Why kids’ heart habits matter when they grow up
It’s never too early to start forming heart healthy habits.
A peer reviewed paper in the Journal of the American College of Cardiology suggests that the heart healthy habits we practice – or don’t – as adults have their basis in the environments we live in as children. Since many of the nutritional habits we keep into adulthood are formed by the time we turn three, it’s important to start teaching good eating and exercise habits at an early age
“Habits like making half your plate fruits and vegetables, drinking more water than sugary drinks, and proper portion sizes are developed early in life and get harder to change as we get older. If parents lay the proper foundation for these habits early in life, children will have an easier time maintaining these habits into adulthood,” says Dr. Matthew Smiley, a pediatrician and medical director of the Healthy Active Living Program at Advocate Children’s Hospital in Park Ridge, Ill.
Diet, like exercise, is a modifiable risk factor for developing heart disease, so altering your diet can lessen your risk for heart disease in some cases. To make sure kids develop a heart healthy diet from the beginning, be sure to lower their intake of sugar, saturated fats, and empty calories like those found in chips, donuts, and cookies.
Being a role model for kids is the best way parents can help their children develop good eating habits and an active lifestyle. Children often adopt a similar lifestyle to their parents, so Dr. Smiley says if you want your children to eat healthy and be active, you must practice the same habits.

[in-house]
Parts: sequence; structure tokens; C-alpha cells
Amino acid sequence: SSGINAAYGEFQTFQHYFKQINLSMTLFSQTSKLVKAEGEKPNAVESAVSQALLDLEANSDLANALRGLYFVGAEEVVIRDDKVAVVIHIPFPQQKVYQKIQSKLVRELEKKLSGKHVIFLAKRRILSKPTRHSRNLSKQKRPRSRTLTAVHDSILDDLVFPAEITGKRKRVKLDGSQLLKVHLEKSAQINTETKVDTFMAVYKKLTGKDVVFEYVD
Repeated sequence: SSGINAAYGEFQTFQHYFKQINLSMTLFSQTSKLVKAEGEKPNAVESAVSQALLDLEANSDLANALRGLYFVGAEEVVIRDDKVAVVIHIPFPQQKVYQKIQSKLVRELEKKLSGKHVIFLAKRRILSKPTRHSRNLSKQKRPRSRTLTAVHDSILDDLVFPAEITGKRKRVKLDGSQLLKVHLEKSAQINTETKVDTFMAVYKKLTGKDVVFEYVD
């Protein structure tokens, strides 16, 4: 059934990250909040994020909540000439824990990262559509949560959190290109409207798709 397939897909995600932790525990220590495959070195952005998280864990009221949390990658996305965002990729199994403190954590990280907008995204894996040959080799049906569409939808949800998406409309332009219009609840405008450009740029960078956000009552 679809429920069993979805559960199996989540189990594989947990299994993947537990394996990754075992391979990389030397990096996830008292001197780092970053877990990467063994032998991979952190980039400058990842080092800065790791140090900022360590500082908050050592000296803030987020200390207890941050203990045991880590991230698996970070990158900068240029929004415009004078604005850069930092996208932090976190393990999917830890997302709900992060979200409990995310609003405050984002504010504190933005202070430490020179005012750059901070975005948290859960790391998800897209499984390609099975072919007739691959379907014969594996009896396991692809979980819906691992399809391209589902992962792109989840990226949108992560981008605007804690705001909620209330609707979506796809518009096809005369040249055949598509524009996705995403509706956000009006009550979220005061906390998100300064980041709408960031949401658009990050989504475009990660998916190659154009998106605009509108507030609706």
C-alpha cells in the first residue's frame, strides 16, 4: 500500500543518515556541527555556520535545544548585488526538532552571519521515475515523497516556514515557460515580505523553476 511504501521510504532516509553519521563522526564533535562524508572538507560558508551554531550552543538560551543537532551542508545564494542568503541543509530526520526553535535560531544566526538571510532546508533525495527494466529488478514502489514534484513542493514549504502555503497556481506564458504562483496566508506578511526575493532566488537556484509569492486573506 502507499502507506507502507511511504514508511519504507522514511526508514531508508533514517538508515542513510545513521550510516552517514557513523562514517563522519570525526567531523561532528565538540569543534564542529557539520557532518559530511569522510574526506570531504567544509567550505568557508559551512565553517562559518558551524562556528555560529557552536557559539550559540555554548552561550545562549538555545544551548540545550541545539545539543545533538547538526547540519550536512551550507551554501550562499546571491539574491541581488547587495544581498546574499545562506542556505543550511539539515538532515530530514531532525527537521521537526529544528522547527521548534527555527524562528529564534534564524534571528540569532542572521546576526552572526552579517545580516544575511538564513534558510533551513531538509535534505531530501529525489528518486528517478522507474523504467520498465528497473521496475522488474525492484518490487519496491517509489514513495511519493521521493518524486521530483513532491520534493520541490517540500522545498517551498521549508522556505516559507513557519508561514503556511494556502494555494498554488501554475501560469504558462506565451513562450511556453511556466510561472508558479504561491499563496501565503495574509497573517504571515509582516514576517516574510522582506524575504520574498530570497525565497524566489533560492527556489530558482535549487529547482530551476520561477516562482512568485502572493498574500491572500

When helping kids develop healthy habits, Dr. Smiley tells parents that they are in control of the 3 P’s – planning, preparing and providing.
“Parents are responsible for planning, preparing, and providing healthy meals and snacks at home as well as planning activities, preparing their child to get ready for activities, and providing opportunities to be active,” says Dr. Smiley.
Children also responsibility in developing healthy habits. Dr. Smiley suggests they be responsible for the 3 C’s – choosing, choosing, and choosing.
“Children can choose whether to eat what’s been provided and how much to eat from what’s been provided,” says Dr. Smiley. “They can also choose to engage in an activity or not. They may not always engage and that’s okay. Provide them with choices and alternatives to demonstrate how fun being active can be.”
Quick Tips for Creating Heart Healthy Habits:
- Practice mindful eating – don’t eat too fast or when distracted, bored, or stressed.
- Eat meals together as a family.
- Remove screens and distractions from the dinner table.
- Make physical activity fun! Turn a walk around the block into a bike or scooter ride or time how fast your child can run from stop sign to stop sign.
About the Author
Colette A. Harris, health enews contributor, is the public affairs and marketing coordinator at Advocate Lutheran General Hospital in Park Ridge, Il. She holds a Master of Science degree in journalism from Northwestern’s Medill School of Journalism and has nearly a decade of experience writing about health and wellness, which are her passions. When she’s not writing, you can find her practicing yoga, cooking, reading, or traveling.